5 STEPS TO PROTECTING YOUR DIGITAL HOME
More and more of our home devices—including thermostats, door locks, coffee machines, and smoke alarms—are now
connected to the Internet. This enables us to control our devices on our smartphones, no matter our location, which in turn
can save us time and money while providing convenience and even safety. These advances in technology are innovative and
intriguing, however they also pose a new set of security risks. #BeCyberSmart to connect with confidence and protect your
• Secure your Wi-Fi Network. Your home’s wireless router is the primary entrance for cybercriminals to access all of
your connected devices. Secure your Wi-Fi network and your digital devices by changing the factory-set default
password and username. For more information about protecting your home network, check out the National
Security Agency’s Cybersecurity Information page.
• Double you login protection. Enable multi-factor authentication (MFA) to ensure that the only person who has
access to your account is you. Use it for email, banking, social media, and any other service that requires logging in.
If MFA is an option, enable it by using a trusted mobile device such as your smartphone, an authenticator app, or a
secure token—a small physical device that can hook onto your key ring. Read the Multi-Factor Authentication
(MFA) How-to-Guide for more information.
• If you connect, you must protect. Whether it’s your computer, smartphone, game device, or other network
devices, the best defense is to stay on top of things by updating to the latest security software, web browser, and
operating systems. If you have the option to enable automatic updates to defend against the latest risks, turn it on.
And, if you’re putting something into your device, such as a USB for an external hard drive, make sure your device’s
security software scans for viruses and malware. Finally, protect your devices with antivirus software and be sure to
periodically back up any data that cannot be recreated such as photos or personal documents.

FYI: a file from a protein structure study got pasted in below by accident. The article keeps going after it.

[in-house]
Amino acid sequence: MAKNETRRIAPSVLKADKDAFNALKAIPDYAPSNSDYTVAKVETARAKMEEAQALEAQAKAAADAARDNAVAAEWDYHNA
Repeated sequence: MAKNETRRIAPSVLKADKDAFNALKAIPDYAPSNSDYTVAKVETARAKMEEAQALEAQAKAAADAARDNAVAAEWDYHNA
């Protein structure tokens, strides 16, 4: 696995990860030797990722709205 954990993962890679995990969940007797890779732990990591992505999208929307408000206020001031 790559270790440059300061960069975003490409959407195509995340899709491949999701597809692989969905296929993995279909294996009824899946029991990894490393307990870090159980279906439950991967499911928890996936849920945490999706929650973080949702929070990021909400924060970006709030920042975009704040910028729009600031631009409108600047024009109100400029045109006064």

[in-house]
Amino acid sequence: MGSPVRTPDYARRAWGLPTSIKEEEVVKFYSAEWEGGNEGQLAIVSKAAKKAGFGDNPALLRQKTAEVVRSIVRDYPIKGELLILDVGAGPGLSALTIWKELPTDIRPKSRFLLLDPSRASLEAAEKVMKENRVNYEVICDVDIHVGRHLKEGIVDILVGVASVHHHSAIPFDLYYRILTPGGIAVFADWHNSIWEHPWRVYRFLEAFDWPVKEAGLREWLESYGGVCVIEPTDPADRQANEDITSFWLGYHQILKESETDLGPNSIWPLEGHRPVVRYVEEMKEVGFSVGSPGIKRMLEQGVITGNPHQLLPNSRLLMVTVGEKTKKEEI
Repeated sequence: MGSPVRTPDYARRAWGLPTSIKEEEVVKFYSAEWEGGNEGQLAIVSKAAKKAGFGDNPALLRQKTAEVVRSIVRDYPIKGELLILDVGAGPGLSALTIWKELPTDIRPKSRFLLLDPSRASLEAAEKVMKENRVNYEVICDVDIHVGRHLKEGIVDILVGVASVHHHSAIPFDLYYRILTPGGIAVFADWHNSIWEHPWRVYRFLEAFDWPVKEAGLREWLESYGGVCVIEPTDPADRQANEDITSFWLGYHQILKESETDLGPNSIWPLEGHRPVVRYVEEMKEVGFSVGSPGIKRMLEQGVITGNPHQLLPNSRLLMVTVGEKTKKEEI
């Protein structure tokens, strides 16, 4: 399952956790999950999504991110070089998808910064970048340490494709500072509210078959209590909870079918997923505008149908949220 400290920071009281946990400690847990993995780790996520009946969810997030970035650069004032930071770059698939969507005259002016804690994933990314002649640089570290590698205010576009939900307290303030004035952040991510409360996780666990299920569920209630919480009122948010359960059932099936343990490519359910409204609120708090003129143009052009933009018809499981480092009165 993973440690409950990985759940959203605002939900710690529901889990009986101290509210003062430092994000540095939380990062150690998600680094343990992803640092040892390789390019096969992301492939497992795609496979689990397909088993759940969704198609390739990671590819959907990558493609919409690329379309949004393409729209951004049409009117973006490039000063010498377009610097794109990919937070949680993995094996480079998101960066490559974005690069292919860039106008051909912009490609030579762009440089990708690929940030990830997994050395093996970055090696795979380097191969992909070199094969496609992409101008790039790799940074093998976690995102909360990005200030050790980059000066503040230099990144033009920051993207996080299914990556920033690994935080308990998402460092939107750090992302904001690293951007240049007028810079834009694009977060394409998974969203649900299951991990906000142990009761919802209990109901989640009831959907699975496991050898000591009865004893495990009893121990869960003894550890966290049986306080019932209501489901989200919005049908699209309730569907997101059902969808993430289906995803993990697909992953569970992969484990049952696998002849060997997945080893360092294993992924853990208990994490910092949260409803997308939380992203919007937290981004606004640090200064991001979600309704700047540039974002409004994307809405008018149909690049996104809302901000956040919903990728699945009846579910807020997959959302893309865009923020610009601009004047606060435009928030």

• Keep tabs on your apps. Most connected appliances, toys, and devices are supported by a mobile application. Your
mobile device could be filled with suspicious apps running in the background or using default permissions you never
realized you approved—gathering your personal information without your knowledge while also putting your
identity and privacy at risk. Check your app permissions and use the “rule of least privilege” to delete what you
don’t need or no longer use. Learn to just say “no” to privilege requests that don’t make sense. Only download apps
from trusted vendors and sources.
• Never click and tell. Limit what information you post on social media—from personal addresses to where you like
to grab coffee. What many people don’t realize is that these seemingly random details are all that criminals need to
know to target you, your loved ones, and your physical belongings—online and in the real world. Keep Social
Security numbers, account numbers, and passwords private, as well as specific information about yourself, such as
your full name, address, birthday, and even vacation plans. Disable location services that allow anyone to see where
you are— and where you aren’t —at any given time. Read the Social Media Cybersecurity Tip Sheet for more
Friendly Computers can help you get your house digitally secure. Give us a call today!
Why Call a GEEK When You Can Call a FRIEND!